We’ve all heard the idea of being customer-centric, but how you utilizing your leadership to best serve your customers.
The very thirsty crow came upon a pitcher of water. But, the water was deep and the neck of the pitcher narrow. Aesop’s Fables tells us the rest of the riddle. The crow picked up small pebbles and dropped them one by one in the pitcher causing the water to rise high enough for a drink.
I needed a prescription refilled for an eye ointment, and my usual pharmacy was unable to get it for a week. So, I called the pharmacy attached to the local grocery store. The “I’m having a horrible day” cashier-receptionist answered my phone call to fill the prescription. When I arrived at the pharmacy, she stood guard over the cash register with a scowl telegraphing the same attitude I had heard on the phone. Behind her were the pharmacy manager and two pharmacy assistants.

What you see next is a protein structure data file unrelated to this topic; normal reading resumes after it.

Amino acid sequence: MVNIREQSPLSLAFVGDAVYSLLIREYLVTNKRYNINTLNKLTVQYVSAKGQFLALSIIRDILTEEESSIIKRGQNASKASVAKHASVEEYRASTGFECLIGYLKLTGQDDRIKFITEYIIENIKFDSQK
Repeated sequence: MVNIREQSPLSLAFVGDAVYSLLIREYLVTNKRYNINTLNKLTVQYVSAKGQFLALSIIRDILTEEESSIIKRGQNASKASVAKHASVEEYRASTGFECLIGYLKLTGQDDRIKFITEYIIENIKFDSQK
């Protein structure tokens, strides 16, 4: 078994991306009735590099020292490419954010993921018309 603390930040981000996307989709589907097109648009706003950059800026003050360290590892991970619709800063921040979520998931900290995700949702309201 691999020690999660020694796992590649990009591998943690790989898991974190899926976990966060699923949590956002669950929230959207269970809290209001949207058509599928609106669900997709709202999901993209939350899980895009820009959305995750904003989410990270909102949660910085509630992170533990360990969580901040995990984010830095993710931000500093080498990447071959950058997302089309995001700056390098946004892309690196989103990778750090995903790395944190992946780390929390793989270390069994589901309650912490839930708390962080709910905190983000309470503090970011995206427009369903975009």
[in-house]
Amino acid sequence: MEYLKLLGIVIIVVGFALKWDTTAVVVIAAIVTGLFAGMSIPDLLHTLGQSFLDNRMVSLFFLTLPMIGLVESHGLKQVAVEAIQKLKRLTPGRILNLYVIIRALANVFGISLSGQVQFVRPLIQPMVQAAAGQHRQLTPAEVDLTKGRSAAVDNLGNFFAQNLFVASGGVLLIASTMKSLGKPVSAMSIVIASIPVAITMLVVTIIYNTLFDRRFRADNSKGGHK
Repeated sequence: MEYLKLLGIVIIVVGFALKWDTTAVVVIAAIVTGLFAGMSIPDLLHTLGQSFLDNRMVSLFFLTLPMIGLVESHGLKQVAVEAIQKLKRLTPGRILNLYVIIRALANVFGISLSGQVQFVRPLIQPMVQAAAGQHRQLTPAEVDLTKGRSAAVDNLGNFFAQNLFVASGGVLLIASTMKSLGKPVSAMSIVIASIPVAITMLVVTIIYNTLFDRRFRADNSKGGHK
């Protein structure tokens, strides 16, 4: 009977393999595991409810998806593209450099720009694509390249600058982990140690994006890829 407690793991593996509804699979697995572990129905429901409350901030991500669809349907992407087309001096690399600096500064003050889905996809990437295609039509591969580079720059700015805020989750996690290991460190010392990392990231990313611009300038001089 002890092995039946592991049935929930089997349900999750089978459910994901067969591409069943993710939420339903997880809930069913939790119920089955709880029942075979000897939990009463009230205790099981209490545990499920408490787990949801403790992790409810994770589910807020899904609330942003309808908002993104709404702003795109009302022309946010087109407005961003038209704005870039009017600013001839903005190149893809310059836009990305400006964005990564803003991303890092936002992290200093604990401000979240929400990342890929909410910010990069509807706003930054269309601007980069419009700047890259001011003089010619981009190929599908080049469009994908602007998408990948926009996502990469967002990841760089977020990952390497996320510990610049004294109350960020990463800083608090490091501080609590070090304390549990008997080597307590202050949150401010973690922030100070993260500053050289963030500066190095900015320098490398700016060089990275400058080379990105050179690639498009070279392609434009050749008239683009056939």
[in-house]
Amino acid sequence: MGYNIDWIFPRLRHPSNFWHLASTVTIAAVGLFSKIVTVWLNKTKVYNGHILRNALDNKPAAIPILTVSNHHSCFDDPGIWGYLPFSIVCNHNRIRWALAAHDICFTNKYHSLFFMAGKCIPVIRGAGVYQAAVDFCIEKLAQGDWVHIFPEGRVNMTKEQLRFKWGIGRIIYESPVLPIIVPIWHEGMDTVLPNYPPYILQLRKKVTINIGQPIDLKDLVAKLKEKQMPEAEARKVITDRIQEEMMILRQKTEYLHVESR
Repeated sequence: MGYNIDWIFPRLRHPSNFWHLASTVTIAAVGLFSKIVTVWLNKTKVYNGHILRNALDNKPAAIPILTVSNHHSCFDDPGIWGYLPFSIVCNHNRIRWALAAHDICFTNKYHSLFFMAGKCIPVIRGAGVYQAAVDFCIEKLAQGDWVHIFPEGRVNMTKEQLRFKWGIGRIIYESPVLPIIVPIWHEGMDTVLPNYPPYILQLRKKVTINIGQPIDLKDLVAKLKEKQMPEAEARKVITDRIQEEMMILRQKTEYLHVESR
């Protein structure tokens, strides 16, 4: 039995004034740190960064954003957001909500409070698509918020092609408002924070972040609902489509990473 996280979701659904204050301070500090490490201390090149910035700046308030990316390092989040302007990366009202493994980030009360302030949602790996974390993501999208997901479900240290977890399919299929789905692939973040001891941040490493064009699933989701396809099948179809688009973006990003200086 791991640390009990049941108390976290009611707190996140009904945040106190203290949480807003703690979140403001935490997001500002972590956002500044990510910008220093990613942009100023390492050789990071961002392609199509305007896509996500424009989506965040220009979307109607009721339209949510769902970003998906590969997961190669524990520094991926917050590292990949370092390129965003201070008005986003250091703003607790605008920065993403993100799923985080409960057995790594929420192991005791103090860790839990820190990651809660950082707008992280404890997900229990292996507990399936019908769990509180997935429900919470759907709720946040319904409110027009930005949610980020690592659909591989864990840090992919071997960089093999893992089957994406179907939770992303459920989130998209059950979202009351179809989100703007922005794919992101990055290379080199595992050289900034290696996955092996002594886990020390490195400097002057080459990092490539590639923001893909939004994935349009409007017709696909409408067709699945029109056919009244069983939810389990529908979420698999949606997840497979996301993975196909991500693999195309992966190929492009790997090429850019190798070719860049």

“Are you having a great day?” I asked cheerfully in a rather loud voice. “Not particularly,” she said.
“Well,” I announced, putting a pebble in the water pitcher so to speak, “I am here to help your day get a lot better.” She was unmoved. One of the pharmacy assistants nervously smiled at my way-too-obvious attempt to get her “happy water” to rise in the pitcher.
“How much would this ointment cost without insurance?” I asked her in my very best happy-go-lucky cheerleader voice. I had Googled the answer in advance. “Three hundred and fifty dollars,” she answered. “Gee whiz,” I teased. “How much would it cost just to get new eyes?” The other pharmacy assistant laughed to herself without looking up. But the cashier was not joining in the fun. “I know you are going to fix me right up!” I added, still trying to alter the mood!
My last attempt at a bit of happy talk: “Is your day getting a little bit better?” I asked. “Not really,” she said, flatly.
The expressionless pharmacy manager standing six feet from her finally looked up from his work. His countenance clearly conveyed his condemnation. He was not amused at my attempts to elevate the attitude of his front-line ambassador. This pitcher of customer delight remained out of my reach as I vowed to go back to my old pharmacy where I didn’t have to work so hard to get a fraction of positive service.